Further Oral Activity #2 (Best one goes to IB): Students develop a ten minute oral activity to that shows the examination of a medium in relation to their intercultural understanding. Students are expected to choose their activity in consultation with the teacher and link it to one (or more) specific learning outcome(s) of the part of the course.Following the completion of the activity students are required to complete a reflective statement on the oral, commenting on their performance and the progress they made in achieving the aims they had set. Oral activities could include a presentation of a product (advertising campaign, interview, speech, dramatic scene, debate, spoken word poetry, critique of texts, live news broadcast, etc.) followed by an interactive oral with the class.
Activities: Interdisciplinary connections with Spanish in short stories/short texts
Meridian School Academic Honesty Policy
ACADEMIC HONESTY RATIONALE
Meridian School Academic Honesty Policy is based on the idea that true learning is built on honesty and integrity. In order to maintain an ethical environment centered on learning, students must be principled and commit themselves to upholding the Meridian School Academic Honesty Policy, facilitating our school’s mission to develop responsible citizens who can artfully navigate our complex world.
The following actions represent a breach of the Meridian Academic Honesty and are subject to disciplinary action.
Plagiarism is a form of dishonesty where a student presents the work of another as his or her own. It is important to acknowledge that plagiarism is not only the theft of words but also of ideas.
Plagiarism includes, but is not limited to:
Cheating is acting dishonestly for your own gain and is a form of intellectual theft. Academic honesty promotes good character while dishonesty prevents students from gaining a full grasp of information presented to them. Cheating prevents teachers from fully evaluating the progress of students.
Cheating includes, but is not limited to:
Collaboration and group work will be explicitly assigned by the teacher.
PROCEDURES AND CONSEQUENCES FOR ACADEMIC DISHONESTY
If a student is suspected of academic dishonesty, the following procedure will be followed:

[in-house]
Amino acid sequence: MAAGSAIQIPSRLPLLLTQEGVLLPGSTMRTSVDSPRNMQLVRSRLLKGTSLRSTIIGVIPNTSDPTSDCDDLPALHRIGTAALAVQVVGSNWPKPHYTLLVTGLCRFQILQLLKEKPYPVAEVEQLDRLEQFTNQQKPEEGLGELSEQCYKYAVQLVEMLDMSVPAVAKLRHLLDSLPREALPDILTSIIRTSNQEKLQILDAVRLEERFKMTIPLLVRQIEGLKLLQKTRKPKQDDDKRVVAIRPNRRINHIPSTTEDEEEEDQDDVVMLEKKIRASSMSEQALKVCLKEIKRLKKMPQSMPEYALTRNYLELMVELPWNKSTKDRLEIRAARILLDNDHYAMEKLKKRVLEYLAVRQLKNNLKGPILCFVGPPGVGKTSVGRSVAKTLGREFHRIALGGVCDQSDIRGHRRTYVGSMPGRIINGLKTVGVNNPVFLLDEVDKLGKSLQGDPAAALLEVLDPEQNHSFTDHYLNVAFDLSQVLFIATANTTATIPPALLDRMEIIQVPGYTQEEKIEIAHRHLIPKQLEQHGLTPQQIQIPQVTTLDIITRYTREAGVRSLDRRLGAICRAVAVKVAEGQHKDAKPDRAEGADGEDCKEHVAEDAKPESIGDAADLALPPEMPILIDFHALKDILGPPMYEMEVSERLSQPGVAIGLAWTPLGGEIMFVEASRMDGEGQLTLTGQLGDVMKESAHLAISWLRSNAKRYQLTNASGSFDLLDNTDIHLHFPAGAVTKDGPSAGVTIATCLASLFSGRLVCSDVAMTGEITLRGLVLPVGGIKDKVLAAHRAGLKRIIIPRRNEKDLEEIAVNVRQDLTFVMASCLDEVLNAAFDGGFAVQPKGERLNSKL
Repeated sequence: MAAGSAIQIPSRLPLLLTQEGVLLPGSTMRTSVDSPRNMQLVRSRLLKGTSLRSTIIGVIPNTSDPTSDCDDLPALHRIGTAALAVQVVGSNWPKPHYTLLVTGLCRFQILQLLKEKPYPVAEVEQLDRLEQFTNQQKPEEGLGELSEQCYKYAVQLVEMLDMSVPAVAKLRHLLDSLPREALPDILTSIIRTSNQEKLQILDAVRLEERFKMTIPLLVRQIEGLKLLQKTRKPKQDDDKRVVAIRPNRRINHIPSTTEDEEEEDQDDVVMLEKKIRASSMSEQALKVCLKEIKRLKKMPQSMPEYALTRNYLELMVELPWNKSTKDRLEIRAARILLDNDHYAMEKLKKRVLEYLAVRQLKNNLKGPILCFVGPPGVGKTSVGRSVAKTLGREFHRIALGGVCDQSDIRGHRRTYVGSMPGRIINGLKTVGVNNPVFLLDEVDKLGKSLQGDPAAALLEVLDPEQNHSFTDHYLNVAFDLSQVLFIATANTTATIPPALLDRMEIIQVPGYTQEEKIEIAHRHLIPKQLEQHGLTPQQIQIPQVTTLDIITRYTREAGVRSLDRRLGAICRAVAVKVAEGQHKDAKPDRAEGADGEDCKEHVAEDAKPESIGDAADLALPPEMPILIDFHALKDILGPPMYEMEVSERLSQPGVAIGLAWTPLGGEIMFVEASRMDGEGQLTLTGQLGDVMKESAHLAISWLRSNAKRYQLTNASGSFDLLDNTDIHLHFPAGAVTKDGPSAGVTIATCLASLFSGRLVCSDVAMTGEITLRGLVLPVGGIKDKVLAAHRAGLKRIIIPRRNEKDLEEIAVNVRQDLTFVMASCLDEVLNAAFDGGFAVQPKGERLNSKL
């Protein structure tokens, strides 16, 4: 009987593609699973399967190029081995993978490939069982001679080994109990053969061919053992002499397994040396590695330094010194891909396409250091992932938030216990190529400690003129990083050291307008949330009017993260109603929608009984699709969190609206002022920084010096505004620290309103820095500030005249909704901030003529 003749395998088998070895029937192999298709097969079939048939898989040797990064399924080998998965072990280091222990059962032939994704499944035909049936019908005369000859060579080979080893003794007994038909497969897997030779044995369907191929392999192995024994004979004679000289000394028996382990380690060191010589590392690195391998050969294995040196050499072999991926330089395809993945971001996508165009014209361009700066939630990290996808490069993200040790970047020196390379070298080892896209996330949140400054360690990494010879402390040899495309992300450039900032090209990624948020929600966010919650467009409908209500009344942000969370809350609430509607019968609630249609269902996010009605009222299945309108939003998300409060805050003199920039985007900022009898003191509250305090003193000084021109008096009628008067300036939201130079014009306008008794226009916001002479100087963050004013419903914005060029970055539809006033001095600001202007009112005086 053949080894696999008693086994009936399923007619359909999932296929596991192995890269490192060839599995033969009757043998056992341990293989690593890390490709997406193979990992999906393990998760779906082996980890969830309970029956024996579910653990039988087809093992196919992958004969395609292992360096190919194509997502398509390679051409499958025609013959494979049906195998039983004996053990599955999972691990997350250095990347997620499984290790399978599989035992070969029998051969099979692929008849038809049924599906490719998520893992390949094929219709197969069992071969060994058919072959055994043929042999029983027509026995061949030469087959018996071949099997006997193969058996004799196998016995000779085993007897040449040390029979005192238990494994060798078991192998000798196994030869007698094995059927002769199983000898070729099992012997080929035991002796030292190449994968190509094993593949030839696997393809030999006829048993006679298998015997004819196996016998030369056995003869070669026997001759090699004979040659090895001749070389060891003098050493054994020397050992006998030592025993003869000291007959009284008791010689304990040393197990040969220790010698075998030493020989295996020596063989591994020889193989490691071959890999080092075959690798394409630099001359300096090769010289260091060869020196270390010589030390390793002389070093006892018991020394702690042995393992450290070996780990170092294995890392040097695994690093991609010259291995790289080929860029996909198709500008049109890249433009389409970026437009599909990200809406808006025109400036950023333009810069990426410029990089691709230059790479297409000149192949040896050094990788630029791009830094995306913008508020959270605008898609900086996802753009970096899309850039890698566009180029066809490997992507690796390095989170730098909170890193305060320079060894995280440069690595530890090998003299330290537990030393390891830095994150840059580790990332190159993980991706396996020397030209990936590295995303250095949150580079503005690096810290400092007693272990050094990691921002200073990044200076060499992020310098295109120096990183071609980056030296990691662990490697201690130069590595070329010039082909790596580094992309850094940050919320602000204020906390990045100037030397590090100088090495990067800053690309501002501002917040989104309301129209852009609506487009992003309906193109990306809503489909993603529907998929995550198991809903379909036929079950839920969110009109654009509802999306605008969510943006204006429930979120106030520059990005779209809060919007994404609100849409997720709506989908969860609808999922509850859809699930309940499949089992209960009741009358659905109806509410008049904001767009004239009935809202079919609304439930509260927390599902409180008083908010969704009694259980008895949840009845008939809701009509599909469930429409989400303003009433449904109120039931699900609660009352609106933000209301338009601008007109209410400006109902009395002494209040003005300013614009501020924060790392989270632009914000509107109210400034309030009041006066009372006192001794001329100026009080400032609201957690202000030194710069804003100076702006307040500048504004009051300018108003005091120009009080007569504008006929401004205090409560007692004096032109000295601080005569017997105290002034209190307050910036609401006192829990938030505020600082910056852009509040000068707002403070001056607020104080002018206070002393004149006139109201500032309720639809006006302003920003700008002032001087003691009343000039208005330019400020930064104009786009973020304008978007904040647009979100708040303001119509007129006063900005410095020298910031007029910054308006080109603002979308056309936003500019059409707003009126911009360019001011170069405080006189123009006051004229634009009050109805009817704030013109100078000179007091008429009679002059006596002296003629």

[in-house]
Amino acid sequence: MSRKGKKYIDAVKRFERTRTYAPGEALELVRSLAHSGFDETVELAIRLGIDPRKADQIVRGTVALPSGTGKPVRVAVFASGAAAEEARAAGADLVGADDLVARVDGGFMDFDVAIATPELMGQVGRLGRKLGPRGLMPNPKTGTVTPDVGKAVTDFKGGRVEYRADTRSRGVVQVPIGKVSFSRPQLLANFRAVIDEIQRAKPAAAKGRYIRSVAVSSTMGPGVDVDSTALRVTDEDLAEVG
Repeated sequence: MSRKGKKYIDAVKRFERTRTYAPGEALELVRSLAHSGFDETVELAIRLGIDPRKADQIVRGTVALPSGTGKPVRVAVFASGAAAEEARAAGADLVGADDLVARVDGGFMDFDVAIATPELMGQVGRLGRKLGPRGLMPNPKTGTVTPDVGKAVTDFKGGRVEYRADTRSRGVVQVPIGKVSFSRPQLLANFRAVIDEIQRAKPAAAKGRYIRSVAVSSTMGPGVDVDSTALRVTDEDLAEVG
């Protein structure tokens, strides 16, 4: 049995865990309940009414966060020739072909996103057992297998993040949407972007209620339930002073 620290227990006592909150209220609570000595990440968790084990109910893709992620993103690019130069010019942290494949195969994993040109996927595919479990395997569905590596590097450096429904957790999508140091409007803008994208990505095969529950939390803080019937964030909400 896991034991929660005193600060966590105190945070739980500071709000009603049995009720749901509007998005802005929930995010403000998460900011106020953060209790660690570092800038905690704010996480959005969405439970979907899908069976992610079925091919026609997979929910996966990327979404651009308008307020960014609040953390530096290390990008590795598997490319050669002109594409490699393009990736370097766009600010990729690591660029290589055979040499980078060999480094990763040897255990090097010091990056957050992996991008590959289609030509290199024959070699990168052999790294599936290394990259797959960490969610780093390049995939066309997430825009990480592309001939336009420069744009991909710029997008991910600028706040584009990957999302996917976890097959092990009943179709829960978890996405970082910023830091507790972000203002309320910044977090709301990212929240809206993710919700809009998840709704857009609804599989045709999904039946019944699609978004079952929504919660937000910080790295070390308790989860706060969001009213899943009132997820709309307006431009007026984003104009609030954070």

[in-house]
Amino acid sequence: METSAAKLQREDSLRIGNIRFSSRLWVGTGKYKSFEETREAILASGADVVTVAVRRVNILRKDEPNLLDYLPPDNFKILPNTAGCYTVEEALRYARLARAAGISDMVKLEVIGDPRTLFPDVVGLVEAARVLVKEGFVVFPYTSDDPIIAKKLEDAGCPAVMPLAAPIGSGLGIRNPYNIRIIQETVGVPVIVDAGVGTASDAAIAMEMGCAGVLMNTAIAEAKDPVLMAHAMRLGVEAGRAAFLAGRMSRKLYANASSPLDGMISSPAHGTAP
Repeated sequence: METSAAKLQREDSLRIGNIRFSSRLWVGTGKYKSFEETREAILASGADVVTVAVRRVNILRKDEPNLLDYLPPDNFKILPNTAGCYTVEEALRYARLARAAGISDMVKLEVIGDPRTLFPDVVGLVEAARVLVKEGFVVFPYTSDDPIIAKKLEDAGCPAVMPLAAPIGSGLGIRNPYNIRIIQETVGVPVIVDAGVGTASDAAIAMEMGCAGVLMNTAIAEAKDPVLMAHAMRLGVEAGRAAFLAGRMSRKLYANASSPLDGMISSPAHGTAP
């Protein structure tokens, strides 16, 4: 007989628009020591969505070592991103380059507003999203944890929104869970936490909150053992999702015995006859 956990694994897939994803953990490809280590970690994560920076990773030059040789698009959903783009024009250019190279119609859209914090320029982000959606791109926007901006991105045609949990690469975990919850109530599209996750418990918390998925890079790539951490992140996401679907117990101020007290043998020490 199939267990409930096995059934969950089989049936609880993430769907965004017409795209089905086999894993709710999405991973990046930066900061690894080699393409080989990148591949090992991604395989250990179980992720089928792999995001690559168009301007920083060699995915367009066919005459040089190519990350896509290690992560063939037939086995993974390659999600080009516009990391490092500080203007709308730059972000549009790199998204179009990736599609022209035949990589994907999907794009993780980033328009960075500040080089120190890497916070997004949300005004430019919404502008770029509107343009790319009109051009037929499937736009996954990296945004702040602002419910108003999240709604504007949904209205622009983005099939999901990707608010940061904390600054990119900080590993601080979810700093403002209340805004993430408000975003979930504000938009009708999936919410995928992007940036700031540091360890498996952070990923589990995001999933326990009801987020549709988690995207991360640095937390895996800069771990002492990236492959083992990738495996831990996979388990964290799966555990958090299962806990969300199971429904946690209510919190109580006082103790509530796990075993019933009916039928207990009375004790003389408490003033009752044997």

In cases where the administrator determines that there was no intentional breach of academic honesty, the student may still be required to write a reflection about the incident, including how to prevent such an incident in the future.
Repeated or more serious offenses
Additional or more serious incidents of academic dishonesty shall be dealt with more severely by the administration. Consequences for repeated or more serious offenses may include:
Recommendation for Expulsion from Meridian School
Students who commit one or more of the following offenses in violation of the Meridian Code of Conduct may be recommended for expulsion:
Responsibilities of the Student
It is the responsibility of the student to be aware of and adhere to this Academic Honesty Policy. The policy is in place to foster true learning, built on honesty and integrity.
Students have the responsibility to turn in work that is truly of their own creation and they must utilize the skills they have learned in citing and referencing sources. If a student is not clear on the expectations for a specific assignment, they should seek clarification from the teacher.
If a student is suspected of academic dishonesty, the student will have the opportunity to explain his/her perspective to the teacher and assistant principal as part of the investigative process. The expectation is that the student be forthright in this process for his/her own benefit.
Responsibilities of the Teacher
Faculty have the responsibility to clearly outline expectations for work that is assigned to students. If students are not to collaborate with others (e.g. peers, parents, tutors, etc), or if they are not to use online resources (e.g. Google translate), the teacher needs to make this expectation clear in advance. Faculty have the responsibility to teach students the skills necessary to effectively cite and reference sources in their academic work. Faculty are asked to lead by example in regards to Academic Honesty, serving as role models for our students. It is the responsibility of the teacher to be aware of and adhere to the expectations and procedures outlined in this Academic Honesty Policy.
Responsibilities of the School
It is the responsibility of the school to uphold the expectations and procedures outlined in the aforementioned Academic Honesty Policy and to maintain the school’s commitment to an honest academic environment and the expectations set forth by the IB Programme.
Responsibilities of the Parent(s)
It is the responsibility of the parent(s) to be aware of and encourage their student(s) to adhere to the aforementioned Academic Honesty Policy by promoting and supporting the school’s policy in the home thus advocating the expectations of academic honesty set forth by the school.